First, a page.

According to a recent article, residents of Tel Aviv, tired of the life of violence they have endured for decades, are determined to make the latest peace initiative work.

The story must refer to the latest Rabin Square protest in favor of US Secretary of State John Kerry’s peace plan, right? Wrong.

The article is actually from The Gleaner, the Jamaican daily, and the Tel Aviv it refers to is a gang-ruled, violence-infested neighborhood in the capital city of Kingston. Apparently, members of rival gangs in the area are now sitting down and trying to work things out through the facilitation of the Kingston Central Police superintendent Victor Hamilton.

The longstanding conflict in Kingston’s Tel Aviv stems from rivalry dating back to the 1970s between gangs in that neighborhood loyal to the People’s National Party and gangs backing the Jamaica Labor Party whose turf was the adjacent Southside enclave.

“The decades of violence has taken a heavy toll on the community with deteriorating housing stock, abandoned factories and business places underlining the poverty in the area,” states the Gleaner article.

So, would members of Kingston’s Jewish community have any idea why this downtrodden area the city is named after the first modern, Hebrew city? It seems not.

Jamaican Jewish leader Ainsley Henriques does not know how a gang-controlled Kingston neighborhood came to be known as 'Tel Aviv.' (photo credit: Renee Ghert-Zand)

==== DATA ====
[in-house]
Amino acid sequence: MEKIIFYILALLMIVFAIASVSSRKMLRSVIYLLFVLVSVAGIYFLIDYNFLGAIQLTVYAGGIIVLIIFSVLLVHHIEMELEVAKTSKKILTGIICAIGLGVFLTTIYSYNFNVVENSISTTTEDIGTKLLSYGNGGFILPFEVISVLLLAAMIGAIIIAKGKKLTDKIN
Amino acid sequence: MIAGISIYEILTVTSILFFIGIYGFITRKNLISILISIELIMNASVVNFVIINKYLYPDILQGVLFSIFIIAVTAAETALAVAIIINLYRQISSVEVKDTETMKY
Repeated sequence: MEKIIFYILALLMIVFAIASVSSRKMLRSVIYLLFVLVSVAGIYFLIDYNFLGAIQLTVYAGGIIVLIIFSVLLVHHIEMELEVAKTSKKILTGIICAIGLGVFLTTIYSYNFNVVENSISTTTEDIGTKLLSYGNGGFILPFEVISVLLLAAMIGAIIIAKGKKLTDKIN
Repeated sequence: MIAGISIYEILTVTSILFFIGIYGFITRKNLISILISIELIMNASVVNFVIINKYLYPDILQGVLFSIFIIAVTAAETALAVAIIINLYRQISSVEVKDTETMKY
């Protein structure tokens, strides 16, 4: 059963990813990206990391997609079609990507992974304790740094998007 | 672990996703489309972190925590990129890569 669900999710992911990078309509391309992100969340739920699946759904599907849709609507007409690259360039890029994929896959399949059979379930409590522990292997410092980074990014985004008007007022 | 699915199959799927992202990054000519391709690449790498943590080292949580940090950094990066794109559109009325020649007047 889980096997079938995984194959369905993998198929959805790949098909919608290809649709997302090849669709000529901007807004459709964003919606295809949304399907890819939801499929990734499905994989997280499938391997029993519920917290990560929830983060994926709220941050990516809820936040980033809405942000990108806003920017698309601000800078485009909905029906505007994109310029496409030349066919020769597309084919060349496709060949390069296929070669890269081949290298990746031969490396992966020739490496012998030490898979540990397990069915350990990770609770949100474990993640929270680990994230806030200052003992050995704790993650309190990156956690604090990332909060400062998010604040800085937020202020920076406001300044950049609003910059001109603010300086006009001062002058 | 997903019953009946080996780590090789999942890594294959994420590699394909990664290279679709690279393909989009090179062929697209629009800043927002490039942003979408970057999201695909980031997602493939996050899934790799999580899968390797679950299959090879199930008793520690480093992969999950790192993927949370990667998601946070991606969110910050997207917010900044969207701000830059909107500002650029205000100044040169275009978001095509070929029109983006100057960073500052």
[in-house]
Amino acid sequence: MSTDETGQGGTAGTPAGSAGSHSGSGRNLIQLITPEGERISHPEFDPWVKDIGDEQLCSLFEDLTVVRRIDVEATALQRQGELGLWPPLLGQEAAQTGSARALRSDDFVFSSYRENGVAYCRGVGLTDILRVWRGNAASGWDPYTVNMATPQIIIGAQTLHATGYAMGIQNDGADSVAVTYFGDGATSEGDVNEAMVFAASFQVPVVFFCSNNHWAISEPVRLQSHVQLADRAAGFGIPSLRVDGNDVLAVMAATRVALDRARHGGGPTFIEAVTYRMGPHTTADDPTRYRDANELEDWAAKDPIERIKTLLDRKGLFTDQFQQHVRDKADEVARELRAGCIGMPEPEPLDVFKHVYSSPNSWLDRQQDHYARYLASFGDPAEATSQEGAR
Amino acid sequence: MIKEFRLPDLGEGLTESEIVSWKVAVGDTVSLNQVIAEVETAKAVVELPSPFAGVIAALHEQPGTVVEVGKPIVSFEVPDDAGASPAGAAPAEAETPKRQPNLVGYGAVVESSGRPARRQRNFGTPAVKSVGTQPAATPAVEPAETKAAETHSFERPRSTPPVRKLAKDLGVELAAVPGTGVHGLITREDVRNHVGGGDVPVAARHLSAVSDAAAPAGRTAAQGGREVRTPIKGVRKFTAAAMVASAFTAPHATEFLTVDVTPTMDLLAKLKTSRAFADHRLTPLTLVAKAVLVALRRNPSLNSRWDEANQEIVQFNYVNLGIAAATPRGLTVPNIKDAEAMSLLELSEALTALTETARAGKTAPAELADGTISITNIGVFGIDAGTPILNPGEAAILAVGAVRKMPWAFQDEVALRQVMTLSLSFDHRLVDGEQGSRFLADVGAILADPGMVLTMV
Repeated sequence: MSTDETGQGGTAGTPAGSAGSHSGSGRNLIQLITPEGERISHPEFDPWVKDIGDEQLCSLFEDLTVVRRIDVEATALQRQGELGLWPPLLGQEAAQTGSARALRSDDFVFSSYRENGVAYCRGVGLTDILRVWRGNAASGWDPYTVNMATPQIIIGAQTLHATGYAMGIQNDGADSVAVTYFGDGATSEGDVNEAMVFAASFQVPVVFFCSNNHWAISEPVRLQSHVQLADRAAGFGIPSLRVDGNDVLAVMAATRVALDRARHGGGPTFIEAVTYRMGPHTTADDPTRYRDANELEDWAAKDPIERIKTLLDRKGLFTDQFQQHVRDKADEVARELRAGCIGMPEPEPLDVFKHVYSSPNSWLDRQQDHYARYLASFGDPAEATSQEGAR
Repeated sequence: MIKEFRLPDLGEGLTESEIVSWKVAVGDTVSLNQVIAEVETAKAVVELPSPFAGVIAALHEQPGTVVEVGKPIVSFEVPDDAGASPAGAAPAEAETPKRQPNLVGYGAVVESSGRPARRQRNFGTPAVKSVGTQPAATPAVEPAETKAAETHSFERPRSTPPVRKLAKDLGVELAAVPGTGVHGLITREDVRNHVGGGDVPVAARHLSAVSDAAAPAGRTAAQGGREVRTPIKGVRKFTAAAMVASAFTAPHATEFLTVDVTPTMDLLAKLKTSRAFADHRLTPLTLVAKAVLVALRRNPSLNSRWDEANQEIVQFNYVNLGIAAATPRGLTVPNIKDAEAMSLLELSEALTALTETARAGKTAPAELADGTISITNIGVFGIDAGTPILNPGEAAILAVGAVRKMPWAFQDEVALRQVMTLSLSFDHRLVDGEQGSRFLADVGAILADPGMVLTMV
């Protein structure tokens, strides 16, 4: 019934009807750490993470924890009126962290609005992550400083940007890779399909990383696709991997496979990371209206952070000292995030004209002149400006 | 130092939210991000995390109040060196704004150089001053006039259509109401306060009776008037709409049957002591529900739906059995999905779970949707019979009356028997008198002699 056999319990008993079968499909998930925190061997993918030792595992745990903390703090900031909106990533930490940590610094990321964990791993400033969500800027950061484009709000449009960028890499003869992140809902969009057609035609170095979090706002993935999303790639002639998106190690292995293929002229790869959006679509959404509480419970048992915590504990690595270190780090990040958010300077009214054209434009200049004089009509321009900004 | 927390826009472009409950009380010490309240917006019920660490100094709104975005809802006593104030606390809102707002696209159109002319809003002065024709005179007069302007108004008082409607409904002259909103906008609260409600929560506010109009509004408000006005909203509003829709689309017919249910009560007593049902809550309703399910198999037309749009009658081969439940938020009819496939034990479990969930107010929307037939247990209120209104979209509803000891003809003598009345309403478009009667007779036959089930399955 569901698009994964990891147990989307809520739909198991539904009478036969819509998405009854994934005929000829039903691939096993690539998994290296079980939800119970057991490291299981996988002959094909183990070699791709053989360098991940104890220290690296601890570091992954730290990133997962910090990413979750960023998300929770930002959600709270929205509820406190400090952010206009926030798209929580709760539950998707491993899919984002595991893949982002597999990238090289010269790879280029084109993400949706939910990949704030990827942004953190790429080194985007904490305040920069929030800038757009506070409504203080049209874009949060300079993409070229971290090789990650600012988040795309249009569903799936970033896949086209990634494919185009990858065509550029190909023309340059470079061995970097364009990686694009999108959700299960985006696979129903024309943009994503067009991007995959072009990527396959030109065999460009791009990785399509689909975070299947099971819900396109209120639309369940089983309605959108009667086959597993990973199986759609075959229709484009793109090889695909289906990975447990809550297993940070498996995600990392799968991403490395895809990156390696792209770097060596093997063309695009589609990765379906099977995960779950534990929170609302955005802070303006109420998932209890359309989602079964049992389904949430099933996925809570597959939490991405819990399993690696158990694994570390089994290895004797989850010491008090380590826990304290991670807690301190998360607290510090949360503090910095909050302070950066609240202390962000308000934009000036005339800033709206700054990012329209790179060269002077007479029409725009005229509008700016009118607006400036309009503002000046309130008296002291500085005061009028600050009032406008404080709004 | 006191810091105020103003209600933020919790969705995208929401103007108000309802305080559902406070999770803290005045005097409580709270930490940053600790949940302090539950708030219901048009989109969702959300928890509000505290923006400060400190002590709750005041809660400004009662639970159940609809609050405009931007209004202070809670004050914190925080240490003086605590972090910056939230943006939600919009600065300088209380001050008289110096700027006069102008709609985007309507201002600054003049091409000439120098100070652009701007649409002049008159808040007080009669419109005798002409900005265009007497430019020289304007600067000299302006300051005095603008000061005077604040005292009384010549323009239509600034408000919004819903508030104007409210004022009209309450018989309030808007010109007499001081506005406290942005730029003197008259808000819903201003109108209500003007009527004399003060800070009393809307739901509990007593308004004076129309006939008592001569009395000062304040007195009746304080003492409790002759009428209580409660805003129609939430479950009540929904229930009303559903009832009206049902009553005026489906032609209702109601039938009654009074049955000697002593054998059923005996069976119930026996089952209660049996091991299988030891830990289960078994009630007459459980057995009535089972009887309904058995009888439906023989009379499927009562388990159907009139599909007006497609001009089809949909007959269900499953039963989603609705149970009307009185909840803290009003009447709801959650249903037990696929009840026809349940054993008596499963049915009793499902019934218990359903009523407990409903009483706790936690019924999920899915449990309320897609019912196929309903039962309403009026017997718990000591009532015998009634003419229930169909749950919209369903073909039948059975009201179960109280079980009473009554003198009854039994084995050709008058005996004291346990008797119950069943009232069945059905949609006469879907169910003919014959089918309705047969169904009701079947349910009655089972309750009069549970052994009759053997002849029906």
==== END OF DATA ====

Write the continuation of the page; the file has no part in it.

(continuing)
Jamaican Jewish leader Ainsley Henriques does not know how a gang-controlled Kingston neighborhood came to be known as ‘Tel Aviv.’ (photo credit: Renee Ghert-Zand)

Even Ainsley Henriques, the 75-year-old de facto Jamaican Jewish community leader and historical authority has no idea how the name came about.

“People give areas in the city names. We call these ‘yard names,’” he explained to The Times of Israel. “This name has nothing to do with Israel, as far as I know.”

Henriques surmises that “Tel Aviv,” which is how the rough neighborhood has been called for the past 25 to 30 years, might have taken hold when a gang leader heard or read something about the Israeli city and identified with it.

“Maybe it had to do with the First Intifada, but I really don’t know. I never really sat down to question it,” he said.

What Henriques is sure of is that no Jews, whose history in Jamaica goes back to the 17th century, have ever lived in what is now known as Tel Aviv.  However, he himself drives through the neighborhood rather regularly. “Kingston is less dangerous than the perception of it,” he asserted.

Tel Aviv-Yafo has nearly three-dozen official twin cities around the world. Kingston is not among them. Nonetheless, the attempts at peacemaking in the Jamaican capital’s Tel Aviv could perhaps serve as inspiration for the real deal.

What does Mayor Ron Huldai and his team members think about this?

“The Municipality does not have anything to say on the matter,” said Tel Aviv international press director Mira Marcus.